The bane of every physician's practice is when payers deny claims. There are numerous reasons why payers deny claims, with the predominant reason being a paperwork error. Other reasons include misunderstanding on the part of the insurance company, the physician or the patient. There are four key elements in appealing claims that have been denied.
In the News
Monday, November 11, 2018
Like all service providers, doctors seek to offer their patients the best possible care while holding down costs. But how can physicians tell whether they're meeting this goal? A growing patient list and a healthy bottom line are strong indicators. However, the only sure way to tell if your patients are satisfied is to ask them.
Thursday, November 11, 2018
Patients come to your practice for quality medical care and the government wants to ensure that everyone has equal access to your offices. The federal Americans With Disabilities Act (ADA) requires that patients, their family members, and vendors with disabilities have the same access rights as able-bodied people. And access issues include both physical and communication barriers.
Physicians know they have a responsibility to provide health care to patients with mental or physical infirmities. But they may not know about the legal obligation to accommodate people with disabilities when it comes to hiring and other practices.
As you know, medical practitioners are subject to a federal law that makes it a felony to influence the referral of federal health care business, including Medicare and Medicaid.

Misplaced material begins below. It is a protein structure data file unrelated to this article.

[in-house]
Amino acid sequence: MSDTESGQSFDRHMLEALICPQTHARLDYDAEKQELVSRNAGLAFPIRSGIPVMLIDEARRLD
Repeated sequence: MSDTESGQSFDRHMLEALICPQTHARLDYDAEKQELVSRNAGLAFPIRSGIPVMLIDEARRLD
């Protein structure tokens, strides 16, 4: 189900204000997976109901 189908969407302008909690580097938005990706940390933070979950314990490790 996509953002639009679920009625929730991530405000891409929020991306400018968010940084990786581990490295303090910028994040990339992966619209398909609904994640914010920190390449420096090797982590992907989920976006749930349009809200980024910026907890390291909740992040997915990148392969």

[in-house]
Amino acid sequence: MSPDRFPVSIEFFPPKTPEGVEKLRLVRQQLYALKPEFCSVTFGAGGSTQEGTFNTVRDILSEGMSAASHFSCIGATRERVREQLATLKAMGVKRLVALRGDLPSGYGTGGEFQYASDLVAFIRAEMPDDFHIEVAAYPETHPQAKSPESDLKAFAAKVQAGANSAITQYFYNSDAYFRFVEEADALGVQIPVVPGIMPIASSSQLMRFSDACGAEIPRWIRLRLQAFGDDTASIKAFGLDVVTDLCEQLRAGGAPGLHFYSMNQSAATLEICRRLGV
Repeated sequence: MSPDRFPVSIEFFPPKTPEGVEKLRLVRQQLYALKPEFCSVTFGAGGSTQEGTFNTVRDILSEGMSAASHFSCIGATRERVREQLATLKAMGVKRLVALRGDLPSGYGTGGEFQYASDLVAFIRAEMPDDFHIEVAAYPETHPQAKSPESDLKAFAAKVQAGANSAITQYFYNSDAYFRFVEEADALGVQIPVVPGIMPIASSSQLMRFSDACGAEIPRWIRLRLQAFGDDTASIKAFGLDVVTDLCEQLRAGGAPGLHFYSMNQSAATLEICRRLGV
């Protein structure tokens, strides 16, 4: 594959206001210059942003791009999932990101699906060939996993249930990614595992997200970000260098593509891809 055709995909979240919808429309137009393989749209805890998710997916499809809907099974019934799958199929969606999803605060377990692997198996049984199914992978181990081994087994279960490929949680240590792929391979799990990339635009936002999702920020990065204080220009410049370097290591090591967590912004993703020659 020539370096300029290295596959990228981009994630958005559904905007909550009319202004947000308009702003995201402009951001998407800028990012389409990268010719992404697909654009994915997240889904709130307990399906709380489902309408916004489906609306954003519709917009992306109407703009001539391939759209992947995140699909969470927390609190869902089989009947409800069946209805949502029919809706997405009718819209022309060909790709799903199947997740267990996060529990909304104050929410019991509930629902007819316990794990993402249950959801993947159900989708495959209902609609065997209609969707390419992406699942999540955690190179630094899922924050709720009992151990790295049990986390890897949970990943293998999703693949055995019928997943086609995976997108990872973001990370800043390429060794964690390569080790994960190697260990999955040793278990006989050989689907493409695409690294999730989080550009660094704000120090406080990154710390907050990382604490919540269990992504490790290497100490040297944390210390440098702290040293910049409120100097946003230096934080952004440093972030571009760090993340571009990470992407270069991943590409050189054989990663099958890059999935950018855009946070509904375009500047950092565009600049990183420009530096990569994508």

Thursday, September 9, 2018
Awkward. That's likely the word that comes to mind when you or members of your staff think about confronting patients who have a habit of arriving late -- or not at all. Discussing a patient's penchant for no-shows takes a bit of fancy footwork at the very least. Mishandle the situation and you may lose a loyal patient.
Wednesday, September 9, 2018
With the increase in health plans requiring members to pay all or part of their office visits, practices are faced with the challenge of asking patients for full payment. This can be upsetting for the patients and uncomfortable for the staff who deal with them.
There was once a time when a retiring doctor could easily sell a thriving practice to a hospital or practice management company. These days, many practice management firms are out of business and hospitals are more likely to be selling than buying.
When considering joining or merging with a medical practice, you need to perform a due diligence investigation into the operations of the practice, as well as the finances.
For most small business owners, closing up shop is relatively simple -- perhaps they take down their signs, get rid of inventory and turn the lights off. But for a health care practitioner closing a practice, the issues are more complex.